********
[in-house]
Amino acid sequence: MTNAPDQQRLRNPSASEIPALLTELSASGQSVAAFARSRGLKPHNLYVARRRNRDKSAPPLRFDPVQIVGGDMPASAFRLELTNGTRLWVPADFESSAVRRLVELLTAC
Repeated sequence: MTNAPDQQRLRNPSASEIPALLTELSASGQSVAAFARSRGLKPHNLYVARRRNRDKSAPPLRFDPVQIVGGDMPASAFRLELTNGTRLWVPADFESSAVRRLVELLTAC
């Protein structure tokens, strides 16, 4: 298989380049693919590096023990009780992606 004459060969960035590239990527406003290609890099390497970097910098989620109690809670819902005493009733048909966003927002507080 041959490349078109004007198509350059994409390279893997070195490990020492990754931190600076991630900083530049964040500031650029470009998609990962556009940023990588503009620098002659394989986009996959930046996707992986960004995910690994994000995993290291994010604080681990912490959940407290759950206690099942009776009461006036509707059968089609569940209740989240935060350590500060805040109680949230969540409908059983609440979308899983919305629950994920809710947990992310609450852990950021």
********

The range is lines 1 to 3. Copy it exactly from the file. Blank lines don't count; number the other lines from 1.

[in-house]
Amino acid sequence: MTNAPDQQRLRNPSASEIPALLTELSASGQSVAAFARSRGLKPHNLYVARRRNRDKSAPPLRFDPVQIVGGDMPASAFRLELTNGTRLWVPADFESSAVRRLVELLTAC
Repeated sequence: MTNAPDQQRLRNPSASEIPALLTELSASGQSVAAFARSRGLKPHNLYVARRRNRDKSAPPLRFDPVQIVGGDMPASAFRLELTNGTRLWVPADFESSAVRRLVELLTAC